In the realm of software development, the complexity of applications has steadily increased over time. To tackle this challenge, software architects have continuously evolved their approaches to designing and structuring backend systems.
In this article, we will delve into the evolution of backend software architecture, focusing on key paradigms such as N-Layered, Domain-Driven Design (DDD), Hexagon (Ports and Adapters), Onion, and Clean Architecture. Understanding these architectural styles and their distinctions can greatly benefit developers and architects in building robust and maintainable systems.
Where it all began
In the good old days, architecture was just a distant dream. Back then, calling yourself an architect meant knowing the ins and outs of the Gang of Four (GoF) patterns. Ah, those blissful times when things were simpler!
But as computers grew more powerful and user demands soared, application complexity skyrocketed. It was clear that a change was needed.
The birth of MVC-like patterns
The first step towards taming the complexity was the separation of UI and business logic. Various MVC-like patterns sprouted depending on the UI framework you were using. If you’re a C# enthusiast like me, you might be familiar with Microsoft’s ASP MVC framework.
Now, let’s play a little guessing game. Among the three components in these patterns (View, Controller, and Model), which one do you think caused the most headaches? Surprisingly, it was the Model — the heart of the application because the Model they referred to wasn’t just DTOs; it represented the Domain Model — the essence of any application.
The Model component posed the most significant challenge in software development. As applications grew in complexity, the Model became a breeding ground for intricate business rules and complex data manipulation. Developers realized that simply applying design patterns, such as those from the Gang of Four (GoF), was insufficient to handle the increasing demands of the Model.
N-Layered Architecture (2002)
N-Layered architecture, popularized by Martin Fowler, emerged as a solution to manage the growing complexity of applications.
N-Layered architecture is a software design approach that helps organize the code of an application into distinct layers, each with a specific responsibility. Think of it as a way to separate different parts of a building into separate floors or layers, with each floor serving a specific purpose.
In N-Layered architecture, the code is typically divided into three main layers:
- User Interface (UI) Layer: This is the layer that handles the interaction between the user and the application. It deals with the visual elements, user input, and presenting information to the user in a user-friendly way.
- Business Logic Layer (BLL): The BLL layer is where the core logic of the application resides. It contains the rules and processes that define how the application works. This layer implements the business logic, such as calculations, validations, and workflows.
- Data Access Layer (DAL): The DAL layer is responsible for managing data storage and retrieval. It interacts with databases or other data sources to read and write data. It abstracts the details of data storage and provides a consistent way for the application to work with data.
Each layer has its own set of responsibilities, and they interact with each other in a hierarchical manner. The UI layer communicates with the BLL layer to retrieve or update data, and the BLL layer, in turn, interacts with the DAL layer to access or modify the data in the underlying data storage.
The benefit of N-Layered architecture is that it promotes modularity, separation of concerns, and maintainability. By dividing the code into distinct layers, developers can focus on specific functionalities without worrying about the details of other layers. It also allows for easier testing, as each layer can be tested independently.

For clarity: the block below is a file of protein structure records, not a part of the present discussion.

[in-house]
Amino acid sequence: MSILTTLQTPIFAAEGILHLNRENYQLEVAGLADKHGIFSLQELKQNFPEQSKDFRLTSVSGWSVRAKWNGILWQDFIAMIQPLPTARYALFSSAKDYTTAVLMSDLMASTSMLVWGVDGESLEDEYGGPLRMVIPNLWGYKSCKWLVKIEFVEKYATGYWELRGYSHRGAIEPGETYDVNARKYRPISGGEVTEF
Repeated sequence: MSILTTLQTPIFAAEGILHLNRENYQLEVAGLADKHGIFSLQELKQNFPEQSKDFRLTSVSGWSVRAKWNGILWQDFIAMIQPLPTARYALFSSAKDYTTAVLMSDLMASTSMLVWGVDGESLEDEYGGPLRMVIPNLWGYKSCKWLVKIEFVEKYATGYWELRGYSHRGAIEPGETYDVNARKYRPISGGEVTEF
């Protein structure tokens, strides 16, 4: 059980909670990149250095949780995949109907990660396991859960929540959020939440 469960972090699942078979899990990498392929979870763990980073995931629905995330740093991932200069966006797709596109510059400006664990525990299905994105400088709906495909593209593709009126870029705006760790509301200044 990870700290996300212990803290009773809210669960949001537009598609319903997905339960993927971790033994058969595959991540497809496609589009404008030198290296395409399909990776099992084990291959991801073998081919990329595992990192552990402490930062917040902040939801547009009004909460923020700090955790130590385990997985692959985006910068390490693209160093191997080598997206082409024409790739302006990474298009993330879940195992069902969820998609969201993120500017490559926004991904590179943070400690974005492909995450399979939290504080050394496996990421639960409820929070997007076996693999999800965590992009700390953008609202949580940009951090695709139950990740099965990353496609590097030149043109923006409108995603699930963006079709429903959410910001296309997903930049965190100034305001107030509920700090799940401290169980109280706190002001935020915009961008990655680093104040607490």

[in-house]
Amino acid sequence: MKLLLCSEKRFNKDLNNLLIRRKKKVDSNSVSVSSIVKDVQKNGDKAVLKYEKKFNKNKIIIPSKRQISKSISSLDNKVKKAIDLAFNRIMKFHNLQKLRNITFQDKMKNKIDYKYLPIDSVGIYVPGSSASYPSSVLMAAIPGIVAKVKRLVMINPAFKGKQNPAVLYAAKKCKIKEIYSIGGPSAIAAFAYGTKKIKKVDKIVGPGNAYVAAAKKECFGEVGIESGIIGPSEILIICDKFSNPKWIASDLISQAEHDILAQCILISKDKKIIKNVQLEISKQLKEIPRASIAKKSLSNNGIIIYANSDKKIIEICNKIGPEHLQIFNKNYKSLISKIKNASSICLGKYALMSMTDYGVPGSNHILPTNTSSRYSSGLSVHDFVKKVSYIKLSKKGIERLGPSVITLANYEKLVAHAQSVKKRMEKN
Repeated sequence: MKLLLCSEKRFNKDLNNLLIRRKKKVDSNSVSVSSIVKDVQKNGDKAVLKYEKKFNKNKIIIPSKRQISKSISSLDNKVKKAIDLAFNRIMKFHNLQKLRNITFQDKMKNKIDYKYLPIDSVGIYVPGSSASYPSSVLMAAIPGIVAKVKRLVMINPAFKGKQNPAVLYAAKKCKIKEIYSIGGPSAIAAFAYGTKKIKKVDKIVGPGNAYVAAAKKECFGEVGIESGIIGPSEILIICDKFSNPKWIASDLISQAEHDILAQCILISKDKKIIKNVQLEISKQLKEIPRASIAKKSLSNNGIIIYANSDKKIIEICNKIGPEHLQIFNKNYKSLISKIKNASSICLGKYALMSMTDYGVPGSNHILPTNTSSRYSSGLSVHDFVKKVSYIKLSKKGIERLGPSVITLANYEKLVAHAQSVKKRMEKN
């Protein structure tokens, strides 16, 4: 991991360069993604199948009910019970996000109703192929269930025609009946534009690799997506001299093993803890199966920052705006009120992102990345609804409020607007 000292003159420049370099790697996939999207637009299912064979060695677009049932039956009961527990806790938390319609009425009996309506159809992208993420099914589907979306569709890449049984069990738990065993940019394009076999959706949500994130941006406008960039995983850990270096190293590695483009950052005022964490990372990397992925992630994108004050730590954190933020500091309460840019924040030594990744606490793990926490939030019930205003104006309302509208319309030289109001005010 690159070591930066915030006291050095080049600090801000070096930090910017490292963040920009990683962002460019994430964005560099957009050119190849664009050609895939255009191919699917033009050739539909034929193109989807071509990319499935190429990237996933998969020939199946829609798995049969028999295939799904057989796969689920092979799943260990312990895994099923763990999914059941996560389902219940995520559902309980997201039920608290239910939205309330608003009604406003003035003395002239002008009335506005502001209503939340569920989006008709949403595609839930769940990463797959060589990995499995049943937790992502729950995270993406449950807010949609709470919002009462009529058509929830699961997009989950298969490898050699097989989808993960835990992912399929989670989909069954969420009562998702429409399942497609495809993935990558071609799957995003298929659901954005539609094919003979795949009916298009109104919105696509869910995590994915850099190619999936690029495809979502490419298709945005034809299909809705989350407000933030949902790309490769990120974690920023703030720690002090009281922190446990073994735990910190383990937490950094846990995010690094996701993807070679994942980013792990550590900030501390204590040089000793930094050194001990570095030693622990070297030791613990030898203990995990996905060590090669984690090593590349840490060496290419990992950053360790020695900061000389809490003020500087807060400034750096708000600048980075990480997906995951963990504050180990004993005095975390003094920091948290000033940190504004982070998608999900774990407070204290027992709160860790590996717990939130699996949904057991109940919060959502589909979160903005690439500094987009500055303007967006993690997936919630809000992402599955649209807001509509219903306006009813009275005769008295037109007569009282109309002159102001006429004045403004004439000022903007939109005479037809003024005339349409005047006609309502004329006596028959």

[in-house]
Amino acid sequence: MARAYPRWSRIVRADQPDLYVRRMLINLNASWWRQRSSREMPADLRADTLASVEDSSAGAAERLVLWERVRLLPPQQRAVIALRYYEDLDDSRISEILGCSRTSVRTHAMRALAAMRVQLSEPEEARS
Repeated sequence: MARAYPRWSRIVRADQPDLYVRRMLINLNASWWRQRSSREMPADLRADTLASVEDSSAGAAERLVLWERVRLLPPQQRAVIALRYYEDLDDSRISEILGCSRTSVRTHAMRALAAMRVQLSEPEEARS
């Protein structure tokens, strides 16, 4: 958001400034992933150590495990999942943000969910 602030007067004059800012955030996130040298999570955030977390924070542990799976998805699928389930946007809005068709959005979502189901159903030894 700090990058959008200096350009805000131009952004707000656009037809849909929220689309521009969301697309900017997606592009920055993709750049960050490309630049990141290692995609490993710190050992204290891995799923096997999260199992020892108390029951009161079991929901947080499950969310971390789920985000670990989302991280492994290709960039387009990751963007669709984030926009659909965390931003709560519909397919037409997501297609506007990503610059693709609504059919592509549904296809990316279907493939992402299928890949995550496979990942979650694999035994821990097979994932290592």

Domain-Driven Design (DDD)
As applications continued to evolve, it became evident that N-Layered architecture alone was not enough to address the complexities inherent in the Model component. This realization led to the advent of Domain-Driven Design (DDD) by Eric Evans in 2003.
DDD introduced a paradigm shift in software architecture by placing a stronger emphasis on the Domain Model — the heart of the application. Evans advocated for a rich and expressive Domain Model that captured the core business concepts and rules. He encouraged developers to align their software design with the business domain, creating a ubiquitous language that bridged the gap between technical implementation and business requirements.
With DDD, the architecture extended beyond the traditional UI, BLL, and DAL layers. It introduced additional layers, such as the Presentation Layer, Application Layer, and Infrastructure Layer. The Presentation Layer handled user interaction, the Application Layer coordinated use cases, the Domain Layer encapsulated the business logic, and the Infrastructure Layer dealt with external dependencies. This architecture empowered developers to focus on the domain-specific aspects of the application while ensuring a separation of concerns across different layers.
The evolution from N-Layered architecture to DDD highlighted the importance of the Model component and its impact on the overall architecture. By embracing DDD, developers gained a deeper understanding of the domain and were able to design systems that better aligned with business requirements.
However, the journey didn’t end there. Software architects and practitioners continued to refine and enhance these architectural paradigms, leading to the emergence of Hexagon, Onion, and Clean Architecture, each building upon the lessons learned from previous approaches.
Hexagon (Ports and Adapters) Architecture (2005)
Hexagon architecture, also known as Ports and Adapters architecture, is a design approach that aims to create highly modular and flexible software systems. Think of it as a way to build a software system with a central core and interchangeable components that can be plugged into it, much like connecting different devices to a power outlet with different adapters.